Herb: Red Elder


Latin name: Sambucus racemosa


Family: Caprifoliaceae (Honeysuckle Family)



Medicinal use of Red Elder:

Red elder was widely employed medicinally by various native North American Indian tribes, who used it to treat a range of complaints, but especially as an emetic and purgative to cleanse the system. It is little used in modern herbalism. The leaves, stems and the roots are anodyne, carminative and vulnerary. A decoction is used in the treatment traumatic injuries, fractures, rheumatoid arthralgia, gas pains, acute and chronic nephritis. The fruit is depurative and laxative. The leaves are diuretic, resolvent and sudorific. They are used externally to soothe abscesses and boils. The root, and the oil from the seed, are emetic and purgative. An infusion of the root is used to treat stomach pains. The roots can be rubbed on the skin to treat aching and tired muscles.

Description of the plant:



Plant:
Deciduous
Shrub

Height:
3 m
(9 3/4 foot)

Flovering:
April
to May


Scent:
Scented
Shrub

Habitat of the herb:

Open woods, edges of beech forests, mainly in mountainous areas. Moist rocky terrain of the lower to middle mountain slopes.

Edible parts of Red Elder:

Fruit - raw or cooked. This species is said to have the tastiest fruit in this genus, it is somewhat reminiscent of red currants though the fruit is considerably smaller and contains many seeds. Rich in vitamin C, the seed can be removed and the fruit used in jellies, preserves etc. The fruit is about 5mm in diameter and is borne in large clusters, making it easy to harvest. Some caution is advised with one report saying the seeds should be removed before the fruit is eaten. See also the notes above on toxicity. Flowers - raw or cooked.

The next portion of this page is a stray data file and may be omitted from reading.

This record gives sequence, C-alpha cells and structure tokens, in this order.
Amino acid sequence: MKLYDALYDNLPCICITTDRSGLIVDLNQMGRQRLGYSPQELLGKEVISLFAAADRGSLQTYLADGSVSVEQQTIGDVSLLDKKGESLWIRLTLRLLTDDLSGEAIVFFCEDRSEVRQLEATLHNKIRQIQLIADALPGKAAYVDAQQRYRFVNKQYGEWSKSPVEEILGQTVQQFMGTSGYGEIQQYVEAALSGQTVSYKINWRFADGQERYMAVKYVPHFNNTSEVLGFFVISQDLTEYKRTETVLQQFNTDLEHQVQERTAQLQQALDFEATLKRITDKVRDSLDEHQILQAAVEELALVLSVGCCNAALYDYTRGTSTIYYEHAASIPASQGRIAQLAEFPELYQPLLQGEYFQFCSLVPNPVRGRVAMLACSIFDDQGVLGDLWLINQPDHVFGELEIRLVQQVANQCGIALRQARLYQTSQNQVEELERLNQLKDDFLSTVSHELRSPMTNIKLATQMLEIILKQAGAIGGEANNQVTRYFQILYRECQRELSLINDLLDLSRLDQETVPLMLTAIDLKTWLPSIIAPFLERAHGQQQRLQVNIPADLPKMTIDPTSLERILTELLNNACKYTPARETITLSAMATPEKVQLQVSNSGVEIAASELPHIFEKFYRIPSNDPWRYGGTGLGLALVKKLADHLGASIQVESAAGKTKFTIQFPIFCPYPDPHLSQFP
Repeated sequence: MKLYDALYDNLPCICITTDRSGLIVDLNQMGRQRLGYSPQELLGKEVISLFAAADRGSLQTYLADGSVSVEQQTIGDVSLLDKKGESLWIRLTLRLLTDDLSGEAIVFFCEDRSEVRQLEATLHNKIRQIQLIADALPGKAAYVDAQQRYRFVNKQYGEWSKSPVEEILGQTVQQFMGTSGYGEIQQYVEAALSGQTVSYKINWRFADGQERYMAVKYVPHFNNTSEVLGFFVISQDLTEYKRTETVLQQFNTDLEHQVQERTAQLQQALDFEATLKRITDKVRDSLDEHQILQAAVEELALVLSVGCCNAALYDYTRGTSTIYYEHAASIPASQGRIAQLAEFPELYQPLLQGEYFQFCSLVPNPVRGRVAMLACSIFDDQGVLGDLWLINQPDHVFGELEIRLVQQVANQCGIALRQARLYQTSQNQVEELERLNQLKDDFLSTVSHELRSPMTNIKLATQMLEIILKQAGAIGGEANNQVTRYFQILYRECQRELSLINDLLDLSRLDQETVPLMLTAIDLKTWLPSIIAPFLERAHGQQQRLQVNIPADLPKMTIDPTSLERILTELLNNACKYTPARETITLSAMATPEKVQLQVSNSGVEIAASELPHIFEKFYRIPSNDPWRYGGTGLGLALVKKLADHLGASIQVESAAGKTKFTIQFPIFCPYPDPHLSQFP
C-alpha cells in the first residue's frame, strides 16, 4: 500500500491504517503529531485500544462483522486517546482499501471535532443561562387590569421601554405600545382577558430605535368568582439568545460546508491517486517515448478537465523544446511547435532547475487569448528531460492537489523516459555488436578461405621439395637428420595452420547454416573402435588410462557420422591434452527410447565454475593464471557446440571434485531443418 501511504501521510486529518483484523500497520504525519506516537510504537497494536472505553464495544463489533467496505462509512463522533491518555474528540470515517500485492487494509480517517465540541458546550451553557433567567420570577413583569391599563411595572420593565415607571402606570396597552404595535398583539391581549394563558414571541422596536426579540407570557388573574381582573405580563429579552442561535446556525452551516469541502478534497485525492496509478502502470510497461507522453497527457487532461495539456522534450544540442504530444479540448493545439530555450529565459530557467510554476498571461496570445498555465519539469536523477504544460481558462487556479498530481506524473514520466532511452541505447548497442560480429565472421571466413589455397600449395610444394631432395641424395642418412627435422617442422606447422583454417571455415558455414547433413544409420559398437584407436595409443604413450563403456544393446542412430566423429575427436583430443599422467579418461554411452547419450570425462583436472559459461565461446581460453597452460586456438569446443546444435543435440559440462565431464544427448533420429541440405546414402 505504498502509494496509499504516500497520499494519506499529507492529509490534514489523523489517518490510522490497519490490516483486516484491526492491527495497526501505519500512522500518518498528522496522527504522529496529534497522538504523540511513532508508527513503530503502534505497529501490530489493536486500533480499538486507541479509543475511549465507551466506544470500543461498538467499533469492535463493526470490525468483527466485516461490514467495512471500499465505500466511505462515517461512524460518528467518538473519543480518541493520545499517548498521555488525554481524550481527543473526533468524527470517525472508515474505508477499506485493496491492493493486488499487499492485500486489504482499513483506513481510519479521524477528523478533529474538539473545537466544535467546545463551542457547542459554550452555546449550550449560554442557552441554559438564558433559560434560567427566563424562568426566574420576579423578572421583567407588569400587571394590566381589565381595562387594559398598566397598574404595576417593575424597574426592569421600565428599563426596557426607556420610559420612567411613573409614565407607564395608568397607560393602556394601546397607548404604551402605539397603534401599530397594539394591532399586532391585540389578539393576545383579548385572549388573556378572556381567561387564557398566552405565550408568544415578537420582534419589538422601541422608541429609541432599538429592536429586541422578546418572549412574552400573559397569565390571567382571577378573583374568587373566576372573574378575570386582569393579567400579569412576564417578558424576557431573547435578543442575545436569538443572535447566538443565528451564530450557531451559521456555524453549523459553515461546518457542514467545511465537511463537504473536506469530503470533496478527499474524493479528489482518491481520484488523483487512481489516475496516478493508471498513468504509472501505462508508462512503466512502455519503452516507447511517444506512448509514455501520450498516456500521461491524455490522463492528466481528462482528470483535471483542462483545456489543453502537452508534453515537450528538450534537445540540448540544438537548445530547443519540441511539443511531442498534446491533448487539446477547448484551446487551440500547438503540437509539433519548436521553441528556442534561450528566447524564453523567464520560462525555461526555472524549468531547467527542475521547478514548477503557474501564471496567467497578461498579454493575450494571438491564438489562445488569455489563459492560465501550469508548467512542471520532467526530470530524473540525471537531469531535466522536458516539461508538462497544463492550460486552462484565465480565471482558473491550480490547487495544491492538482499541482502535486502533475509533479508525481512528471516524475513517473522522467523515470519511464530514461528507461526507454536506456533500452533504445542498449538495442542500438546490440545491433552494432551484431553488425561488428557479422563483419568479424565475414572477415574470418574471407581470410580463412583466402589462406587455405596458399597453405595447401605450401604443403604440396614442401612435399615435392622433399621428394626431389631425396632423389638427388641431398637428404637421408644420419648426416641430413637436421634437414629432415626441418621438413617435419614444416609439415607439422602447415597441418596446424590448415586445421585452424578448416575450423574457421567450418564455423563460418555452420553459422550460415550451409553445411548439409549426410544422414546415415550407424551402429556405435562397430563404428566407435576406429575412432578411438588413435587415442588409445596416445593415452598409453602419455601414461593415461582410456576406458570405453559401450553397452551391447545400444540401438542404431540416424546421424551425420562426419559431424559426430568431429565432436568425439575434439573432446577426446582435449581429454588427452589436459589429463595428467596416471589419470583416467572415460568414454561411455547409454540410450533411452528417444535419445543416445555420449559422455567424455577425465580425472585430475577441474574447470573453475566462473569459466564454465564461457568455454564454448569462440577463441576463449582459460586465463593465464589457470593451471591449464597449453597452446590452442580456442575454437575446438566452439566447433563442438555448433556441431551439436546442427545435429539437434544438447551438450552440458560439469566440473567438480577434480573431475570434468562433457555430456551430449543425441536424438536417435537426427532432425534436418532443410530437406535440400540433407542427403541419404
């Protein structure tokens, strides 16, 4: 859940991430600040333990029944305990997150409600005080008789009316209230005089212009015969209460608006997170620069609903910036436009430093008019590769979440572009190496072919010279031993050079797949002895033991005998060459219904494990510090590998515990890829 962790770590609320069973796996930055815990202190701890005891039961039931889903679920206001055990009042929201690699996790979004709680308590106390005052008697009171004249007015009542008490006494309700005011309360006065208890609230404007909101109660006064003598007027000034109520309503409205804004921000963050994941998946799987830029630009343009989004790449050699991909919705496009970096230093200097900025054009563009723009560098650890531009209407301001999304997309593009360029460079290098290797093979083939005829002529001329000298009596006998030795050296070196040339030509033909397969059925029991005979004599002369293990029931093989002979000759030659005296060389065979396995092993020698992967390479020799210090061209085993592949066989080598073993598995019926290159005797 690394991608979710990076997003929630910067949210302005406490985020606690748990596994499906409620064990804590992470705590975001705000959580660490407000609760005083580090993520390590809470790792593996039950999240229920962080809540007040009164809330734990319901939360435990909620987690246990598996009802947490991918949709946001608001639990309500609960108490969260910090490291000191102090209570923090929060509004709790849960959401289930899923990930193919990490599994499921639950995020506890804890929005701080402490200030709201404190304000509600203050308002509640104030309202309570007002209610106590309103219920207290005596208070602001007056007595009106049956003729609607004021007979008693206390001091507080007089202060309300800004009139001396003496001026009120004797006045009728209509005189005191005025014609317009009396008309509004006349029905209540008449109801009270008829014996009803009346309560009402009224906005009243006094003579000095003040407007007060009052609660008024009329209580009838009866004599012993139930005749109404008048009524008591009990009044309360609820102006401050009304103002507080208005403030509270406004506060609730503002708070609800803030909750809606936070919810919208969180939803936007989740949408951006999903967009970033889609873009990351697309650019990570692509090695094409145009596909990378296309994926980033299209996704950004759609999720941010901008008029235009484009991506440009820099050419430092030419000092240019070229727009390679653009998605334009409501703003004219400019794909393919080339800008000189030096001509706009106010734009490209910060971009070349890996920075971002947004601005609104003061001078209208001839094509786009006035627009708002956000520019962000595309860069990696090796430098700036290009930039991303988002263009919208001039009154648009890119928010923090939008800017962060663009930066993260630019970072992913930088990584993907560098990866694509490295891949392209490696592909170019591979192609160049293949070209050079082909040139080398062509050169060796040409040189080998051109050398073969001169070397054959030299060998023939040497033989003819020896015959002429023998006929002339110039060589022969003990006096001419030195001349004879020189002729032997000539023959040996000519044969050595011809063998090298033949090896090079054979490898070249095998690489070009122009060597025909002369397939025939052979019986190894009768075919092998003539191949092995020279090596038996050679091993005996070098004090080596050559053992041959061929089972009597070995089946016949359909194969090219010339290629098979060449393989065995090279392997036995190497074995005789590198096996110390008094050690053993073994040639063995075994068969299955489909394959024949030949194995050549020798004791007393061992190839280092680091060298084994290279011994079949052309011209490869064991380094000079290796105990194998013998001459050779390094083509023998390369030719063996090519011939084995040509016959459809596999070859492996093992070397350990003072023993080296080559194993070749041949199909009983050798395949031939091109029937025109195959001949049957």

Other uses of the herb:

The leaves are used to repel insects. Wood - commonly used in the manufacture of various domestic items. It can also be hollowed out to make flutes, pipes, straws etc.

Propagation of Red Elder:

Seed - best sown as soon as it is ripe in the autumn in a cold frame, when it should germinate in early spring. Stored seed can be sown in the spring in a cold frame but will probably germinate better if it is given 2 months warm followed by 2 months cold stratification first. Prick out the seedlings into individual pots when they are large enough to handle. If good growth is made, the young plants can be placed in their permanent positions during the early summer. Otherwise, either put them in a sheltered nursery bed, or keep them in their pots in a sheltered position and plant them out in spring of the following year. Cuttings of half-ripe wood, 7 - 10cm with a heel, July/August in a frame. Cuttings of mature wood of the current season's growth, 15 - 20cm with a heel, late autumn in a frame or a sheltered outdoor bed. Division of suckers in the dormant season.

Cultivation of the herb:

Open woods, edges of beech forests, mainly in mountainous areas. Moist rocky terrain of the lower to middle mountain slopes.

Known hazards of Sambucus racemosa:

Although no specific mention has been seen for this species, the leaves and stems of some, if not all, members of this genus are poisonous. The fruit of this species has been known to cause stomach upsets to some people. Any toxin the fruit might contain is liable to be of very low toxicity and is destroyed when the fruit is cooked. The seed is said to be poisonous.

Plant information taken from the Plants For A Future.